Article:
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Borrowed codes, lack of skills, help hackers make merry with software bugs

Borrowed codes, lack of skills, help hackers make merry with software bugs
Photo Credit: Pixabay
26 Dec, 2021

On November 24 Chen Zhaojun, a security researcher who was part of the Alibaba Cloud Security team, alerted the Apache Software Foundation about a critical vulnerability in a widely-used logging software called log4j 2. The vulnerability was made public on December 9 and patches were subsequently released by the foundation.

Cybercriminals, however, were quick to take advantage of the loophole and have intensified attempts to identify applications and servers that may be vulnerable and could be exploited to carry out credential theft or ransomware attacks. Attackers have already made attempts to exploit the log4j 2 vulnerability in 41% of Indian organizations, as per Check Point Software, a cybersecurity firm.  

Log4 Shell, however, is just one of the many software vulnerabilities that have been reported this year. According to a Hacker One report, published this month, 66,547 software bugs were detected in 2021. This is 21% higher than the previous year.

“Software vulnerabilities are bugs or mistakes that could be exploited by threat actors to execute a cyber-attack. One of the reasons we encounter so many software vulnerabilities is the sheer number of applications produced today compared to a decade ago,” said Ashwin Ram, cyber security evangelist at Check Point Software. An increase in application development means an increase in attack surface as every app with a vulnerability is a potential target for attackers.

“Most modern software will have multiple zero-day vulnerabilities in them,” cautioned Tushar Richabadas, senior product marketing manager- applications and cloud security at Barracuda, a cybersecurity firm.

Security experts feel the growing emphasis on borrowing codes from third-party libraries without vetting them properly instead of writing them from scratch are some of the red flags that have contributed to the problem.

“DevOps has changed. A few years back developers used to write 80% of the codes while 20% was borrowed from libraries. It's exactly reversed right now. Developers are hardly doing any coding and software development is all about these libraries with pre-baked codes,” said Huzefa Motiwala, director, systems engineering- India and SAARC at Palo Alto Networks, a cybersecurity company.

Motiwala feels developers should adopt a shift-left approach and embed security at every stage of the development cycle, especially at the point when they are borrowing codes. He has a point. After the pandemic, dependence on third-party code libraries has skyrocketed, especially in emerging markets such as India that is already facing a severe shortage of tech professionals including skilled programmers.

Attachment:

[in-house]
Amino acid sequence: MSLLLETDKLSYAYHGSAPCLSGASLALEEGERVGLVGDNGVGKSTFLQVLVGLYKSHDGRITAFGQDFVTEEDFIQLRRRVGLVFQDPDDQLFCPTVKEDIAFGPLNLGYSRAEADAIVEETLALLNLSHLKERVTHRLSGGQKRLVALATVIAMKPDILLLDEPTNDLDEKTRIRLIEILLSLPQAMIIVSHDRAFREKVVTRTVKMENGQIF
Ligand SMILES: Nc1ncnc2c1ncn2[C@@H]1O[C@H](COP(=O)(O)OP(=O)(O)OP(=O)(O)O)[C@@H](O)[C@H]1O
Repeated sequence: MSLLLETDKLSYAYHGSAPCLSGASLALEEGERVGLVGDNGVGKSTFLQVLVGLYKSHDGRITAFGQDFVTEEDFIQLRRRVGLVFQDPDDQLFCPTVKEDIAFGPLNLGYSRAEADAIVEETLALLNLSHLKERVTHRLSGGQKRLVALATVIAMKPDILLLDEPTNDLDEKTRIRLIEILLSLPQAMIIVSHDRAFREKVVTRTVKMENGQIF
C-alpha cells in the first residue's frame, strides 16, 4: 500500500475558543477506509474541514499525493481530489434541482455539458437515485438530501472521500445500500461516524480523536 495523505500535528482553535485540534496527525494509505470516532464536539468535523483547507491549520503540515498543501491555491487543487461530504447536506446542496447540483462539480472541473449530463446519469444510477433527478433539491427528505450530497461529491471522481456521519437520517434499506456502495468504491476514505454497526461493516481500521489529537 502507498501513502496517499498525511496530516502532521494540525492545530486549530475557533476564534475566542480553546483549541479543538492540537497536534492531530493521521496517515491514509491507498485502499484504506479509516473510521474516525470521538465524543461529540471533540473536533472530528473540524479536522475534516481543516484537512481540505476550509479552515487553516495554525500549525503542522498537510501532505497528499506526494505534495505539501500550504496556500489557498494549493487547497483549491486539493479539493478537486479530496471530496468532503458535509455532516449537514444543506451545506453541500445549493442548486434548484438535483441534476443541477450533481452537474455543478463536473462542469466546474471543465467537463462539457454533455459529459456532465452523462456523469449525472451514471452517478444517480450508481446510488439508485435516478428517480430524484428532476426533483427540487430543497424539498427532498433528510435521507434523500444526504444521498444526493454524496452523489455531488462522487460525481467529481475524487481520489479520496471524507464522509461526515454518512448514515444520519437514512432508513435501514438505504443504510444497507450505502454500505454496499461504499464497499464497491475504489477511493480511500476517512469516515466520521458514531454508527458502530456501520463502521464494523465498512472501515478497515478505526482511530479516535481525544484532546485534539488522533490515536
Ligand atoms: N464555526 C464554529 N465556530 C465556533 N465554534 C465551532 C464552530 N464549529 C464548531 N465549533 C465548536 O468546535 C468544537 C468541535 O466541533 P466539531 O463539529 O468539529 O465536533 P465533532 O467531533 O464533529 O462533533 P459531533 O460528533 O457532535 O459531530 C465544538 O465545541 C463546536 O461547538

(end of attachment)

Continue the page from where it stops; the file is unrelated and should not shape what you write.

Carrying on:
A case in point is CodeCanyon, one such library, which saw revenue from India grow by 184% year-on-year (YoY) last year after the pandemic started and businesses in India were forced to build an online presence.

This, however, does not mean that all third-party code libraries necessarily have vulnerable codes. However, Ram cautioned that threat actors often use open-source codes as a delivery mechanism for backdoors into applications. “This is why a zero-trust mindset of ‘never trust, always verify’ must also be extended to software development,” he added.

This is also linked to the fact that these days applications are developed, published and updated at a much faster speed than they were a few years ago. Post pandemic, businesses have been under enormous pressure to rush products to market. Ram laments, “businesses also expect applications to be published quickly, perhaps to capitalize on competitive advantages with faster time-to-market. This, in turn, can further push the publications of half-baked applications.”

Complexity and scale are some of the other factors that have increased the risk. According to Motiwala, everything is an application programming interface (API) in today's world. Any security misconfiguration can make it easier for attackers to exploit.  Similarly, in large scale applications, it is impossible to manually identify a bug. This can be addressed by simultaneously using machines to scan for vulnerabilities every time a new piece of code is added.

In many instances, a software vulnerability is triggered by the limitations of the programming language being used. The buffer overflow vulnerability that was exploited by attackers to target WhatsApp users with Pegasus spyware in 2018 is specific to the widely sued C or C++ languages. Many of the developers are now turning to the more security-oriented programming languages such as Rust that was developed to prevent memory-related vulnerabilities specifically.

Further, organizations should also ensure that developers are trained and equipped to secure codes. Laying down guidelines can also go a long way in building secure software. “Detecting vulnerabilities, especially low-hanging ones, becomes easier when there are guidelines and processes in place to build upon,” said Richabadas.

Richabadas added that Indian organizations have a long way to go, especially small- and medium-sized enterprises. The smaller an organisation is, the lower is their priority is for security, outside of regulated industries like finance. Ram noted that some organisations are investing in appropriate security controls, but still not configuring them correctly.

That said, security experts concur that organizations and product teams need to embrace security as part of their company's DNA and not an afterthought.